Obsession with property must end, says Cable

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Indy Politics

Britain needs to end its "national obsession" with property, Liberal Democrat treasury spokesman Vince Cable said today amid deepening economic chaos.

In his keynote speech to the party conference in Bournemouth, Mr Cable said the collapse of the major US investment bank Lehman Brothers showed "we are in the middle of a major financial earthquake".

He attacked the culture of "binge lending" secured on vastly inflated property prices by financial institutions and "binge spending" by the Government.

As part of his plans to cut public spending, Mr Cable said top civil servants should be forced to reapply for their jobs and face cuts in wages and benefits.

Mr Cable, who was given a standing ovation by delegates, said there was a new "mood of austerity" in the country after the excesses of New Labour.

He said: "Our Government didn't cause this crisis. Its biggest folly was hubris: the delusional claim to have abolished the boom and bust cycles to which all capitalist economies are prone.

"They forgot that financial success breeds excess; unearned rewards feed greed; and overconfidence leads to folly.

"New Labour incubated a culture of financial gambling with other people's money which has contributed to the collapse of trust in financial institutions. It also bred a dangerous dependence on debt."

He urged Gordon Brown to resist propping up the falling housing market and instead allow prices to reach a "sensible level".

Mr Cable also warned against compromising the Bank of England's independence by telling it to slash interest rates.

He continued: "There has to be effective regulation to stop a repetition of the binge of irresponsible lending.

"And, more fundamentally we need to confront our national obsession with property. Houses are homes to live in; they are not gambling chips."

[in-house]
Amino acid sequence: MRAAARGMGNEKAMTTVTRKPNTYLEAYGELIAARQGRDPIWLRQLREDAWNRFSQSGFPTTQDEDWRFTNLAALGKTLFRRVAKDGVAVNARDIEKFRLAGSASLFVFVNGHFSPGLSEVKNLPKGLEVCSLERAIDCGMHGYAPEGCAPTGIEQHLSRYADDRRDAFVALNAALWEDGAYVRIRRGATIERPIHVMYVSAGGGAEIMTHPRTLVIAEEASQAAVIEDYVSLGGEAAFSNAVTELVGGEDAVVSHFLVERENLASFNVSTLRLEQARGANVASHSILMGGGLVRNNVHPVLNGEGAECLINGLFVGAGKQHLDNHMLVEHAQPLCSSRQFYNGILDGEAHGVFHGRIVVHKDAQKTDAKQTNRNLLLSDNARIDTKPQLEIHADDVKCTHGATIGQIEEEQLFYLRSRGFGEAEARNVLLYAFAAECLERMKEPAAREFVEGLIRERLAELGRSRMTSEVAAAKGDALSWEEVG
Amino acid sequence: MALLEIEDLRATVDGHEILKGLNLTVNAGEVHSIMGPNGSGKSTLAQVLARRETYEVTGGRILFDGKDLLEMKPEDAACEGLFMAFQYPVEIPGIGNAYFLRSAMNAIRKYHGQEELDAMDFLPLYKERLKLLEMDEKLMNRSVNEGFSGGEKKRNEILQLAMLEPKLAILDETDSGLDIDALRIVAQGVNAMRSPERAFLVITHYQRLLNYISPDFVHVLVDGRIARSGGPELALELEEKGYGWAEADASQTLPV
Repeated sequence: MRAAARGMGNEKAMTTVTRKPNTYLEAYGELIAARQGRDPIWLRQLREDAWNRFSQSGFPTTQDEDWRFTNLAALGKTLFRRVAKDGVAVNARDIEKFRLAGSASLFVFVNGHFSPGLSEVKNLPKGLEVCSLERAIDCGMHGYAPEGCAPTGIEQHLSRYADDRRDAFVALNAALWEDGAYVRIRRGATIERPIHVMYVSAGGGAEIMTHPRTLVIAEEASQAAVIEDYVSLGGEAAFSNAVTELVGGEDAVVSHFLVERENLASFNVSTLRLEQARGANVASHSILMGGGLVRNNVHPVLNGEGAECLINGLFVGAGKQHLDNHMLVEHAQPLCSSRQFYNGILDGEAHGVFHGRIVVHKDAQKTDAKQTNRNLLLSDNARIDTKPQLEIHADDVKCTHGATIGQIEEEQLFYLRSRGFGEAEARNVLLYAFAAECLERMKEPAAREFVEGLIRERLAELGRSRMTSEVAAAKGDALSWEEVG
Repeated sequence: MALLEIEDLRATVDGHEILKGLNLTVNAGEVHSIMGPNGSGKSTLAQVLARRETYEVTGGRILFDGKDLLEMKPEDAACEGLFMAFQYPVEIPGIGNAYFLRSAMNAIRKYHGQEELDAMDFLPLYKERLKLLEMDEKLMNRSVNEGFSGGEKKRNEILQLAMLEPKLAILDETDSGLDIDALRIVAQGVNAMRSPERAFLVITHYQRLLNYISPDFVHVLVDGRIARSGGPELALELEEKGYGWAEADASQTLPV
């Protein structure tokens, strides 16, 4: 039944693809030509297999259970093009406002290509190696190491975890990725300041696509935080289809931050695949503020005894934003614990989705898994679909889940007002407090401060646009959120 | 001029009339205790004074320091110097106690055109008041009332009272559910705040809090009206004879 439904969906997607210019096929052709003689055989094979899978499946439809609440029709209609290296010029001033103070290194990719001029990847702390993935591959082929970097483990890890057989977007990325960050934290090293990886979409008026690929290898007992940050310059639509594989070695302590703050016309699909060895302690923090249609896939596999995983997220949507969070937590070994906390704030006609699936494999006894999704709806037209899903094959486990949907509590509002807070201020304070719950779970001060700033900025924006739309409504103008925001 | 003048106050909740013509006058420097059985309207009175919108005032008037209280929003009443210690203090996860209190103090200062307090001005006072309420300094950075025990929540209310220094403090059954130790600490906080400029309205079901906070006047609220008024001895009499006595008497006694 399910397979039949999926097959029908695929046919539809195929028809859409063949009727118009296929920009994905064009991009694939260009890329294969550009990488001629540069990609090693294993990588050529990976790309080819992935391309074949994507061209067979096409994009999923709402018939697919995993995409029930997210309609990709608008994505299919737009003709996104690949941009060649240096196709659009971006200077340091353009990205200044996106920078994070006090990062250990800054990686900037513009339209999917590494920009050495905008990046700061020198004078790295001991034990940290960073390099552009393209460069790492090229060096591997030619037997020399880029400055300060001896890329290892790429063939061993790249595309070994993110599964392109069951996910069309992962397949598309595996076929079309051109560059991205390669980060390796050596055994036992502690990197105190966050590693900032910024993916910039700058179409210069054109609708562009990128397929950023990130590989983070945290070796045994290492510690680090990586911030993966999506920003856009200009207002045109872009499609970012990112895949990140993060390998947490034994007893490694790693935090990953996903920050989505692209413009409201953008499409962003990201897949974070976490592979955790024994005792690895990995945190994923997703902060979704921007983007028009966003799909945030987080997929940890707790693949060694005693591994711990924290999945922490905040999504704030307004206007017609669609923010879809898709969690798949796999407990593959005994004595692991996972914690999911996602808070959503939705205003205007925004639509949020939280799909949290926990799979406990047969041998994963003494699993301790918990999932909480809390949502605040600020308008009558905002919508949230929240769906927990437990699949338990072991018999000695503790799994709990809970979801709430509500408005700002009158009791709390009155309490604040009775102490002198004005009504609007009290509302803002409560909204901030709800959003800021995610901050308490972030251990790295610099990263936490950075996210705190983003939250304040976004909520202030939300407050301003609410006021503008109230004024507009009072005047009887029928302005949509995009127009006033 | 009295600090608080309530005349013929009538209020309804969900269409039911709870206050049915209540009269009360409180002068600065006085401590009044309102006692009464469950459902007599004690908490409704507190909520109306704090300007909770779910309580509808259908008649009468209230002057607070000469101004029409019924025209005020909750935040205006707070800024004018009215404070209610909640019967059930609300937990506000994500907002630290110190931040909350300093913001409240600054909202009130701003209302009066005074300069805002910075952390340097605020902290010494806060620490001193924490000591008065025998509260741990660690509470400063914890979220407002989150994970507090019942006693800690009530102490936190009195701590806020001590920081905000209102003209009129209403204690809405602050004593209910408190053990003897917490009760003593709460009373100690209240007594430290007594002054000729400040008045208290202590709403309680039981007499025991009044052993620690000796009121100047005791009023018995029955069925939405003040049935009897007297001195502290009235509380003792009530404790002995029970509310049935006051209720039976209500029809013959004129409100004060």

The new national mood was a "reaction against greed, excess, waste, tax cheating and selfish, self-indulgent behaviour".

Mr Cable said: "It's an intolerance of binge lending by banks and binge spending by government.

"It is a craving for economic and personal security, sobriety and discipline; a demand that there is respect for fellow citizens and for the natural environment."

In a wide-ranging speech, Mr Cable, the Liberal Democrat's deputy leader, defended Nick Clegg's tax cutting agenda.

He said: "I keep reading in the press that some of our activists don't like the language of tax cutting; they think it is 'right wing'.

"But I don't see what is 'right wing' about wanting to cut the taxes of millions of people who earn less or barely more than the equivalent of the minimum wage."

Mr Cable said the Prime Minister had gone from "Mr Boom to Mr Bust in record time".

But he focused his attack on David Cameron, whose economic policy was to "share the proceeds of recession" by offering tax breaks to the rich.

The Liberal Democrats aim to use Whitehall efficiency savings to fund public spending priorities and additional tax cuts.

Mr Cable said civil servants earning more than £100,000 would be forced to reapply for their jobs rather than make the cuts by imposing tough pay deals on staff at junior levels.

He said: "We've got to stop the gravy train of management consultancy in government; stop questionable government IT projects like that for the NHS and insist that procurement is from the cheapest, open source; and take an axe to the overgrown thickets of quango land.

"The coward's way of dealing with public spending is to sack or squeeze the pay of low paid public sector workers.

"The correct way is to start at the top: require every non-front line public sector employee on £100,000 or more to reapply for their jobs.

"Those allowed back would take a cut in pay and public sector pension entitlement.

"And politicians cannot lead a crusade against self-servicing public sector extravagance unless they lead from the front; so MPs and Ministers must accept deep cuts in numbers and fringe benefits like pensions."

Mr Cable accused the Tories and SNP of "gimmicky populism" by calling for lower rates of fuel duty at a time of high oil prices instead of setting an environmental agenda.

In Norway, with its own oil reserves, prices at the pumps were among the highest in Europe but hauliers were not blocking the streets of Oslo in protest, he said.

"They aren't because instead of the gimmicky populism espoused by our Conservatives and Scottish Nationalists, their political leaders say that resource conservation and the environment must come first.

"They advocate 'green taxes' on oil. Britain needs a political party with the courage and maturity to spell out the same message."

High prices were an "advance warning of the need to move rapidly to a post-oil economy," he added.